Today, when Indo-Naga political negotiations has been going on for the last 17 years, globalization has reached our nondescript villages, and Naga youths are busy working in distant places across the globe, the concept of ‘absolute sovereignty’ may actually seem redundant. Naga leaders are also becoming aware of the political realities of present times that ‘nations’ today are not as ‘independent’ as they had dreamed to be, but rather dependent of others, in terms of economy and policy matters in international arena. To be more futuristic and also more realistic, the concept of ‘shared sovereignty’ has also been thrust into the mindset of Naga leaders, and it is becoming the main focus for the future political arrangements for the Nagas. How and in what manner exactly this new concept maybe practiced and put into place is a matter of speculation as political negotiations are still going on, but it is indeed a stark deviation from the strands that Naga political movement has taken in the past.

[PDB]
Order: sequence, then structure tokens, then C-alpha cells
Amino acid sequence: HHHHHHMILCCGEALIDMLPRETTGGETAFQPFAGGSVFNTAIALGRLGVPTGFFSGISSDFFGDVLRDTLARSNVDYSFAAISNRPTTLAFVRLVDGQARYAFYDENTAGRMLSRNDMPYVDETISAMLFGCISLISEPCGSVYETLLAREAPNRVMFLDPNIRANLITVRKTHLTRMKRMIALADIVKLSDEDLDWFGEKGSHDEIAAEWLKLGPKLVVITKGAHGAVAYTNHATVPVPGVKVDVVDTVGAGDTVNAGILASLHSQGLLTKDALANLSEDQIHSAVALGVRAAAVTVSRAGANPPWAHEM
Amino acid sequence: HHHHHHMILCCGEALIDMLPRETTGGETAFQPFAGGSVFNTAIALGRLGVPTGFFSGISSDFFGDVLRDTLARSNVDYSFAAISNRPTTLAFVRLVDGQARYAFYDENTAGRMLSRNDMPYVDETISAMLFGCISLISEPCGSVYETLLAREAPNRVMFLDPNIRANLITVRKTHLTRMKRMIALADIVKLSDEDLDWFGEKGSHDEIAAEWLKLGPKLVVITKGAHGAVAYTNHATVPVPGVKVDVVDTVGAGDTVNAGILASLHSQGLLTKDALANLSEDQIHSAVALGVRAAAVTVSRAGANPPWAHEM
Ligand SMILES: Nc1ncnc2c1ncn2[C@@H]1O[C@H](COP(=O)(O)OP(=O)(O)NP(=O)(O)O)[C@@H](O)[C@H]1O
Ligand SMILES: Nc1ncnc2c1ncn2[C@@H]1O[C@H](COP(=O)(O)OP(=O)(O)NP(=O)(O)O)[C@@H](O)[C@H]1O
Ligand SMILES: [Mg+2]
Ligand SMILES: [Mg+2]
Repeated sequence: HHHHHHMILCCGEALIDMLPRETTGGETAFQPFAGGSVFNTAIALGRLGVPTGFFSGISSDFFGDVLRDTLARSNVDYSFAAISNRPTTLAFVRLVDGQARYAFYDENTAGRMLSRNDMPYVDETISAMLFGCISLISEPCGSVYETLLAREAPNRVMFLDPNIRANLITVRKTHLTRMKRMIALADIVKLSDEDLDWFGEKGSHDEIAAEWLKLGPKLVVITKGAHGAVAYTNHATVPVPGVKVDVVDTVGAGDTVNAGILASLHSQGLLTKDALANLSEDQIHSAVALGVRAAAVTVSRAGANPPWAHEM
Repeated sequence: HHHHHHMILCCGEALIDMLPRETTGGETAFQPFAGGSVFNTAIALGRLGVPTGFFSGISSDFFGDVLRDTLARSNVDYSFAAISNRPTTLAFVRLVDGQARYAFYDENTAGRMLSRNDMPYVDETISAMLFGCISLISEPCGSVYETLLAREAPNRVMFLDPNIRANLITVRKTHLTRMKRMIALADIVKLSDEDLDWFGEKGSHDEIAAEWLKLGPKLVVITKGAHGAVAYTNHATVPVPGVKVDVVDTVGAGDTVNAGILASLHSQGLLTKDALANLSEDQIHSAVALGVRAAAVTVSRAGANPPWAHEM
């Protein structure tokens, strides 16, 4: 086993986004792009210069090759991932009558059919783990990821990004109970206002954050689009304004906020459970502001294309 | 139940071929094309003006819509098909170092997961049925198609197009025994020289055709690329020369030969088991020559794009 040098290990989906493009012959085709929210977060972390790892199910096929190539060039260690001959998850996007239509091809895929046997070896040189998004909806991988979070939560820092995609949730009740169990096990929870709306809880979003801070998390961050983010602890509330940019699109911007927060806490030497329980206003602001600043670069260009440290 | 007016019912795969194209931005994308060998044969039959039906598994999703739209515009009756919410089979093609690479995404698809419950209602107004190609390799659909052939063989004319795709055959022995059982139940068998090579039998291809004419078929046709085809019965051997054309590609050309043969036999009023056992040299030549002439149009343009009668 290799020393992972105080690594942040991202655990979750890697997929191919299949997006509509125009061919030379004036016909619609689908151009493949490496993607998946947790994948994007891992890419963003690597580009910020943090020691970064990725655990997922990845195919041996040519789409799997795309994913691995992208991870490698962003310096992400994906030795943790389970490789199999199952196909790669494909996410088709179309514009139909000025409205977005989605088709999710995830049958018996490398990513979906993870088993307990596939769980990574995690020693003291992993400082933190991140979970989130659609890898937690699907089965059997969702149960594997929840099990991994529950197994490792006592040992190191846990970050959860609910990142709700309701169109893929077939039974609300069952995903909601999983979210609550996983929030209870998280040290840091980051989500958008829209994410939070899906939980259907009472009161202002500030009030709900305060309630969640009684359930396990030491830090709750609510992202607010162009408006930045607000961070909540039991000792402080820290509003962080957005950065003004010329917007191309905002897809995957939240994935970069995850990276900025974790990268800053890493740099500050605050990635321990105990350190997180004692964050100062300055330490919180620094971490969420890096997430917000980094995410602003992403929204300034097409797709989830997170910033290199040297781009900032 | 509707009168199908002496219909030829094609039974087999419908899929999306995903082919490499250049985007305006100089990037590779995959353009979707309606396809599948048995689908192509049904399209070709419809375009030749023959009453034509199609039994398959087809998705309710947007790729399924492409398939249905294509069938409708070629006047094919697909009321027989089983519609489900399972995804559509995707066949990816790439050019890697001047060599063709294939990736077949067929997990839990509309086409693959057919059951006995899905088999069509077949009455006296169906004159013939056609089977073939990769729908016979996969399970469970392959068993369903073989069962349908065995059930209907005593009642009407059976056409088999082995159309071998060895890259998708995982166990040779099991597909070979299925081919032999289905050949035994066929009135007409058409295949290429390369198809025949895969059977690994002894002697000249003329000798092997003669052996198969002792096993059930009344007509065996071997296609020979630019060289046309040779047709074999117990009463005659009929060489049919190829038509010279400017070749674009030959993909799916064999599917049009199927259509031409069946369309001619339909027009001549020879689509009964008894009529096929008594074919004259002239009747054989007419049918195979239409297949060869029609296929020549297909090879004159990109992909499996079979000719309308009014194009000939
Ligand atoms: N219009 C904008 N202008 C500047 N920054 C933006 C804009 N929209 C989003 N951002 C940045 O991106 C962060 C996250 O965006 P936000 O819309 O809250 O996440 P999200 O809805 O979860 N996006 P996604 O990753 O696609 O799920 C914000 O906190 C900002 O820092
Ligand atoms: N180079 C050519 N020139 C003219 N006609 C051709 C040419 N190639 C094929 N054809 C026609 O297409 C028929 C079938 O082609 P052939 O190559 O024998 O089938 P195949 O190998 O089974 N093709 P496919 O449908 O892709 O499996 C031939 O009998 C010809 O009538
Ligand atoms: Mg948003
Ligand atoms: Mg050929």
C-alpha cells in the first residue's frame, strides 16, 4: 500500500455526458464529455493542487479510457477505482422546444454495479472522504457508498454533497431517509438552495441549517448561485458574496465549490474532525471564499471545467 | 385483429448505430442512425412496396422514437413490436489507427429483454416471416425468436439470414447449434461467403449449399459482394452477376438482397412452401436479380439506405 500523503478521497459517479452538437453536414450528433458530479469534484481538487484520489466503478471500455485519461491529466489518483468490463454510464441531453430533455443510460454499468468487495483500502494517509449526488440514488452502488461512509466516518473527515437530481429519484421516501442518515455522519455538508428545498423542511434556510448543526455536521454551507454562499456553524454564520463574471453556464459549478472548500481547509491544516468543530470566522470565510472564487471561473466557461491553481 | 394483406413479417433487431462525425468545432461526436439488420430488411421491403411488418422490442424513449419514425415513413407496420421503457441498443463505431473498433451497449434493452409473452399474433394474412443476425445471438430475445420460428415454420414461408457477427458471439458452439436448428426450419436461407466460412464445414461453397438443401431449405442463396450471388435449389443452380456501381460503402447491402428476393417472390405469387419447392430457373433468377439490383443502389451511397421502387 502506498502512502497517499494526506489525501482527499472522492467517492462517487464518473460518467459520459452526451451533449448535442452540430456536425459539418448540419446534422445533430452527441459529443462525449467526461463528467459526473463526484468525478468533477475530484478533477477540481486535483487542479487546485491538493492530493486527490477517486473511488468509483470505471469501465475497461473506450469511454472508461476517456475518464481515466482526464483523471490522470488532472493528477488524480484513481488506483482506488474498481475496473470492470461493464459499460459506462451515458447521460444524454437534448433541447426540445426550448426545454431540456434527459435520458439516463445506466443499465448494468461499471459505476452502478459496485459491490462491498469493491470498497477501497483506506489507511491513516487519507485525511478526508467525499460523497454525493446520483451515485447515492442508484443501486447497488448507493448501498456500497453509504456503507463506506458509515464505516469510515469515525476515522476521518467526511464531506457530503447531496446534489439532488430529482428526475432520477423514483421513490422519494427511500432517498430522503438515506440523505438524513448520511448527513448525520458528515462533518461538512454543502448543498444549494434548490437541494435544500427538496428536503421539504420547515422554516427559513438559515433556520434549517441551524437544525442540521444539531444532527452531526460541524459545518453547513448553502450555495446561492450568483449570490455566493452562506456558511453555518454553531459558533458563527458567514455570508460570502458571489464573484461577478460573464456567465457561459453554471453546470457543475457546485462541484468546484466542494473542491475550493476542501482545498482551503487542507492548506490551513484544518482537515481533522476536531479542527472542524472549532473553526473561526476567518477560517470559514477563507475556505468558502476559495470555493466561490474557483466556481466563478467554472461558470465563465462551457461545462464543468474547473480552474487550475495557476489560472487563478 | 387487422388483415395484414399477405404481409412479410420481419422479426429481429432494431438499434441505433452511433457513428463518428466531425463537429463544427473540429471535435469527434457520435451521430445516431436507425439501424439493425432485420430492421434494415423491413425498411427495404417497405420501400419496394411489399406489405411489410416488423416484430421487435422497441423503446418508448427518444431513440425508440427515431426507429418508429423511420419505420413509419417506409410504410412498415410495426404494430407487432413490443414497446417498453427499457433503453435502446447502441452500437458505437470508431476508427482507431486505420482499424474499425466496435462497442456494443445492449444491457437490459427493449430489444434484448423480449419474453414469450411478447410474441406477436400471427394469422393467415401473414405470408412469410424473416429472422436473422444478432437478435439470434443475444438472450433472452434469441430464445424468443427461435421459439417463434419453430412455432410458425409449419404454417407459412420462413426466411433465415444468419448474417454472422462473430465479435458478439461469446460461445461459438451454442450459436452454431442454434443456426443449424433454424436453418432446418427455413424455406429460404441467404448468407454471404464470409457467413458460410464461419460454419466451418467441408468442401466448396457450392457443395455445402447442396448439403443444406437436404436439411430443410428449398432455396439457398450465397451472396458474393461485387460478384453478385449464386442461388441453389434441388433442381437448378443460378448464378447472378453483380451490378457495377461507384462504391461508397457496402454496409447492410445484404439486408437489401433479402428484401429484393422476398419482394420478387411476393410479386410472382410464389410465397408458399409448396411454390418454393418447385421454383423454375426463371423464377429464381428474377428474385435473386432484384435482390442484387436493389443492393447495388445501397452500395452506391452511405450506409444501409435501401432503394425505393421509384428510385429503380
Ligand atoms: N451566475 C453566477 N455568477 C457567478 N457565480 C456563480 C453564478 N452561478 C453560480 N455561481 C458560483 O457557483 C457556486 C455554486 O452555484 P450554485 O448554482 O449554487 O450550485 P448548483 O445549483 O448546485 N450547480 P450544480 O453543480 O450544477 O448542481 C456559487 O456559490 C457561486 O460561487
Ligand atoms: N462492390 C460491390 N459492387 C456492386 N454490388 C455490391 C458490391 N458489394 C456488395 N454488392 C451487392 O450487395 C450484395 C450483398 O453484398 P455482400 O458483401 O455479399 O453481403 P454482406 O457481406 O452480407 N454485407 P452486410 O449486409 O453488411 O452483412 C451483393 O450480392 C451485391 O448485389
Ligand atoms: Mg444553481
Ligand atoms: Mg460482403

It has become a repeated offence, sort of psychological game plan, and often committed by Indian bureaucrats and political leaders, to proclaim that Naga leaders have given up the demand for ‘sovereignty’. In an equal measure, Naga leaders have time and again clarified that they have not made any compromise on the question of ‘sovereignty’ of the Nagas. While the public is not only bemused, but also remained as mute spectator to political mess being presented in the media. As we flipped through the pages of Naga political history, it has also been interspersed with the ideals of sovereignty, and today we find that we are being hunted by this dream time and again. Should the Nagas continue to follow Phizo, and steadfastly hold on to the ideals of the past, and what all the modern nations have been built upon, or forego the past and make adjustments for the present? Today, when so much blood has been shed and numerous lives being sacrificed, the concept of ‘sovereignty’ is becoming a ‘sacred’ terrain, where every Naga leader and political organizations would not dare to be on the wrong side. On the other hand, the average Naga is becoming to think whether it was just an illusion, or just an unrealistic dream to hope that sovereignty will actually be attained one day.